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WHO Shouldn’t Let Politics Risk People’s Lives From The Coronavirus


In the weekend’s media update on the coronavirus, Tedros Adhanom Ghebreyesus, director general of the World Health Organization (WHO), couldn’t stop praising the Chinese government’s response. He also announced WHO would work with social media giants inside and outside China, such as Baidu, Tencent, Google, and Face, to fight the spread of coronavirus “rumors.”

Since this update came right after the death of Dr. Li Wenliang, one of the eight whistleblowers who warned the public and was reprimanded by Chinese authorities for “spreading rumors,” Ghebreyesus was mocked online for ignoring facts on the ground and his track record of letting Beijing’s politics dictate WHO’s health-care decisions

The coronavirus that originated in China is a man-made tragedy. The Chinese government’s repeated neglect and cover-ups caused the nation to miss the “golden period” of infectious disease control. Now the death toll has surpassed 700 and there are more than 35,000 confirmed patients in China alone, according to the Chinese government’s report. I suspect the actual numbers of dead and infected are much higher.

However, WHO hasn’t said anything about the Chinese government’s deliberate cover-up. Instead, it has gone out of its way to preserve Beijing’s ego. Despite repeated calls to action since early January, WHO waited until Jan. 30 to declare the coronavirus outbreak a public-health emergency of international concern, after more than 200 deaths and close to 10,000 infections in China.

WHO’s delay might have delayed countries worldwide from taking effective actions to contain the spread of the coronavirus. Experts who studied past infectious diseases such as Ebloa and Zika conclude, ”When the systems for recognizing and responding to disease outbreaks act too slowly, the result is unnecessary delay, greater disease spread, additional people affected, and more lives lost.”

Yet Ghebreyesus sounded as though he was more concerned with not hurting Beijing’s feelings when he made the belated announcement. He went out of his way to emphasize that the WHO declaration “is not a vote of no confidence in China.” On Twitter, he claimed, “In many ways, China is actually setting new standards for outbreak response.”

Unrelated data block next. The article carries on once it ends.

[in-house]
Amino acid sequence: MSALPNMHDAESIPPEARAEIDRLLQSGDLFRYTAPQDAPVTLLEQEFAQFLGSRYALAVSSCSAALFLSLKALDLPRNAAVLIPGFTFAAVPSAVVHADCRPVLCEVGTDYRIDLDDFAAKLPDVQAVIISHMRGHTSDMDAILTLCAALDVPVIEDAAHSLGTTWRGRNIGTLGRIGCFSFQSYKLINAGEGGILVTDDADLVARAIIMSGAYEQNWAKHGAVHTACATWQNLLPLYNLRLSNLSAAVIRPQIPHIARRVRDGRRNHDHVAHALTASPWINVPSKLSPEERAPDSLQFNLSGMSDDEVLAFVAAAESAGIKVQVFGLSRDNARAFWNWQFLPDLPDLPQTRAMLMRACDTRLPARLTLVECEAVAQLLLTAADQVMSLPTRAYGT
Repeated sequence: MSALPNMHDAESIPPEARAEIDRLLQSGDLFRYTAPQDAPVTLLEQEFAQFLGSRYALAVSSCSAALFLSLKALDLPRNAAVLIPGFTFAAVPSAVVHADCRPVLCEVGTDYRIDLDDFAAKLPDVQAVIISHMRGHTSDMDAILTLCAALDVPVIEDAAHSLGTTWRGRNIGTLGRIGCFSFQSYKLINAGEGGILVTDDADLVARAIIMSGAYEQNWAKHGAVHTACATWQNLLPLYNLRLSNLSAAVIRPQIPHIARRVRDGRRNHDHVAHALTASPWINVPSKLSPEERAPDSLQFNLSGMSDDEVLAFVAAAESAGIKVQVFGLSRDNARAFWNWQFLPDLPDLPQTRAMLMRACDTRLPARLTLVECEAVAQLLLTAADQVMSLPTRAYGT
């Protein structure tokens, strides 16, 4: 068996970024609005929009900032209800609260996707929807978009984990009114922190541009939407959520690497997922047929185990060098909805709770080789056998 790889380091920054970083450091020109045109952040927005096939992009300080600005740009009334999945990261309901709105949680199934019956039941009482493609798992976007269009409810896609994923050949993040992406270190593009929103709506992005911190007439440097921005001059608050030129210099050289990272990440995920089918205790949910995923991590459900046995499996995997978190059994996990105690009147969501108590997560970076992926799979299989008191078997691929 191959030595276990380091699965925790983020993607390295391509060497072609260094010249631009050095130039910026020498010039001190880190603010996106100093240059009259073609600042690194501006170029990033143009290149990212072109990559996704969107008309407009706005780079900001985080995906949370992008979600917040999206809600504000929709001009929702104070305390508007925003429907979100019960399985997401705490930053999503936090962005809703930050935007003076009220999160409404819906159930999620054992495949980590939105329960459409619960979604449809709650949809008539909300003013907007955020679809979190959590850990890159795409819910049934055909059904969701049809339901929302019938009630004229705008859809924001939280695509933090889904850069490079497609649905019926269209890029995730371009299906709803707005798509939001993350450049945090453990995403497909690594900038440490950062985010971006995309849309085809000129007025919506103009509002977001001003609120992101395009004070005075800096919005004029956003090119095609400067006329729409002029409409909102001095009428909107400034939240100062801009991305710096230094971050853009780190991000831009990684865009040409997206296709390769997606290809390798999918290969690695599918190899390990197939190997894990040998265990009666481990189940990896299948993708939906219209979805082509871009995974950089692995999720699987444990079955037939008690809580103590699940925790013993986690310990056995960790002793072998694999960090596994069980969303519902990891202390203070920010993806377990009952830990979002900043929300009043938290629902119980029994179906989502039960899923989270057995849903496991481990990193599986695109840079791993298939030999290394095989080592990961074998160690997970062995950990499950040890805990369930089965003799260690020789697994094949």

Ghebreyesus was probably referring to the Chinese government’s ability to build a hospital in 10 days, lock down a dozen cities, and quarantine close to 60 million people. Ghebreyesus fails to recognize that such dramatic actions are, as Chinese PhD student Yangyang Chen writes, “more about projecting state power than protecting public health.”

Before admiring the “efficiency” and scales dictators operate on, we should always ask, “At what costs?” For example, how are people obtaining food and medical care when all public transportation and most gas stations have been shut down? The answer is: many aren’t.

On the same day Ghebreyesus sang his praises of China’s commitment to health and setting new standards in combating the virus outbreak, the South China Morning Post reported that a 17-year-old boy with cerebral palsy in Hubei province died from a lack of access to food, water, and personal care for a week straight. His caregivers, his father and brother, were quarantined for coronavirus checkups. The local government was supposed to take care of him, but they did not.

This young man’s death is the ultimate symbol of failure from the Chinese government and the way China’s political system operates. In a country where the government spies on every citizen constantly through the most intrusive of surveillance systems, it somehow manages to neglect its most vulnerable at the time of most need.

Hence, two important questions absolutely have to be raised: Did the Chinese authorities really not know, or simply not care, that the coronavirus was spreading before they acted? Why did the WHO cheer for Chinese government’s draconian actions that led to this kind of human suffering?